I’m finally home from my epic journey to the Parliament of World Religions in Toronto, ON. The Parliament was a week-long conference with religious and spiritual leaders, as well as scientists, from around the world.
I attended rituals, ceremonies, and workshops. One common theme predominated throughout the conference – climate change. The Indigenous peoples of the world don’t call it climate change, though. They call it climate crisis.
This past summer, Arch Priestess Belladonna Laveau of the Aquarian Tabernacle Church traveled around the United States on a World Love Tour, spreading the message of the Goddess Demeter. Her message is that our food is no longer nourishing us. Agriculture has been taken over by pharmaceutical companies whose purpose is to keep us sick, so that we have to spend more money on medicines. We need to take back our food sovereignty by growing our own food.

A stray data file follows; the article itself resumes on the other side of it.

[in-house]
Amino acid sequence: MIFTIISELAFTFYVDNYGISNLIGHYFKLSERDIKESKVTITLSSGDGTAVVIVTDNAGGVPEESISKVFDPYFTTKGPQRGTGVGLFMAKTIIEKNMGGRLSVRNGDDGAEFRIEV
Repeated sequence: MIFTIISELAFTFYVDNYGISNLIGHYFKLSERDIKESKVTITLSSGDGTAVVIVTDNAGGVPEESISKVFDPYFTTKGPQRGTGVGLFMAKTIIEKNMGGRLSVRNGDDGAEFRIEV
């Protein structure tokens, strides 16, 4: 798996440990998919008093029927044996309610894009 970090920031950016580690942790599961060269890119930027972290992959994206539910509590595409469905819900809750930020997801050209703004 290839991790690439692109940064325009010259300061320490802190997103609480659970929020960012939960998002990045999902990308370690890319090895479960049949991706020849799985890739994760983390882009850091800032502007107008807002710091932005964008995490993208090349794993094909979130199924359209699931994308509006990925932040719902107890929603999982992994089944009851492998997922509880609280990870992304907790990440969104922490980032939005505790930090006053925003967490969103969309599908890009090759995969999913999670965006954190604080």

I’ll admit, I didn’t take Demeter’s message very seriously. I mean, I have tried to garden in the past, and I’m just not good at it. I’ve got too many other important responsibilities.
I took it a lot more seriously when I heard the same message repeated by First Nations elders and leaders from other spiritual traditions. None of these people had been to Demeter’s rituals, yet they were all sharing the same message: clean up our waters, and grow our own food. Some of them suggested going as far as everyone needing to become vegan right away.
Scientists agree that the climate is changing around the world at an alarming rate. Their research and data do not seem to be concerning the general population, so at Parliament, they asked the spiritual leaders to talk to their congregations in an effort to convey the seriousness of the situation.
Food is a very sensitive issue for a lot of people. There is a lot of shame and contradictory information about what we eat. I personally am not ready to become a vegan. I am not even sure I’m ready to plant a garden, though I am thinking about it. I AM willing to eat more local and organic food – shopping at the local butcher shop and farmers markets. Every little bit helps.
Below is the video I recorded at the end of the event. Make a change, even a small one. You really can make a difference!